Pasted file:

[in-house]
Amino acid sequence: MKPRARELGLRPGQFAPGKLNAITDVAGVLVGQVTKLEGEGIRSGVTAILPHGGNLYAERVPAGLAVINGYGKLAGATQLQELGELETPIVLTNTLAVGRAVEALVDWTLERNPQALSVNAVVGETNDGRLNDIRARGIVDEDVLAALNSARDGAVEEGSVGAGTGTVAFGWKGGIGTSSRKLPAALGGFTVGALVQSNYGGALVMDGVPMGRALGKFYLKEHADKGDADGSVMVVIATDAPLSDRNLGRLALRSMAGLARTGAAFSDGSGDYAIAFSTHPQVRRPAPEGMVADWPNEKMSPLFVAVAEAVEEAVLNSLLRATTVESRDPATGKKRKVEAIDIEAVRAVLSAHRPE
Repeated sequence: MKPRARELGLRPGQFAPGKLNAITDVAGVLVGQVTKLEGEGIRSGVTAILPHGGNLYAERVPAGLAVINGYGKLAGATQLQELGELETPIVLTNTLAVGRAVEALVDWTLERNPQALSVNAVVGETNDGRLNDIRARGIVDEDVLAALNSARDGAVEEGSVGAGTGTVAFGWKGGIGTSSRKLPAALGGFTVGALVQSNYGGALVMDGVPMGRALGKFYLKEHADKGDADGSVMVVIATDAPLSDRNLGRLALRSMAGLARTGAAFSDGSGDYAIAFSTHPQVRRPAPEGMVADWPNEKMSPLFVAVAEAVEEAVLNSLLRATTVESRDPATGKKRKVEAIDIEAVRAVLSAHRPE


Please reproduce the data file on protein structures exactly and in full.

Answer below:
[in-house]
Amino acid sequence: MKPRARELGLRPGQFAPGKLNAITDVAGVLVGQVTKLEGEGIRSGVTAILPHGGNLYAERVPAGLAVINGYGKLAGATQLQELGELETPIVLTNTLAVGRAVEALVDWTLERNPQALSVNAVVGETNDGRLNDIRARGIVDEDVLAALNSARDGAVEEGSVGAGTGTVAFGWKGGIGTSSRKLPAALGGFTVGALVQSNYGGALVMDGVPMGRALGKFYLKEHADKGDADGSVMVVIATDAPLSDRNLGRLALRSMAGLARTGAAFSDGSGDYAIAFSTHPQVRRPAPEGMVADWPNEKMSPLFVAVAEAVEEAVLNSLLRATTVESRDPATGKKRKVEAIDIEAVRAVLSAHRPE
Repeated sequence: MKPRARELGLRPGQFAPGKLNAITDVAGVLVGQVTKLEGEGIRSGVTAILPHGGNLYAERVPAGLAVINGYGKLAGATQLQELGELETPIVLTNTLAVGRAVEALVDWTLERNPQALSVNAVVGETNDGRLNDIRARGIVDEDVLAALNSARDGAVEEGSVGAGTGTVAFGWKGGIGTSSRKLPAALGGFTVGALVQSNYGGALVMDGVPMGRALGKFYLKEHADKGDADGSVMVVIATDAPLSDRNLGRLALRSMAGLARTGAAFSDGSGDYAIAFSTHPQVRRPAPEGMVADWPNEKMSPLFVAVAEAVEEAVLNSLLRATTVESRDPATGKKRKVEAIDIEAVRAVLSAHRPE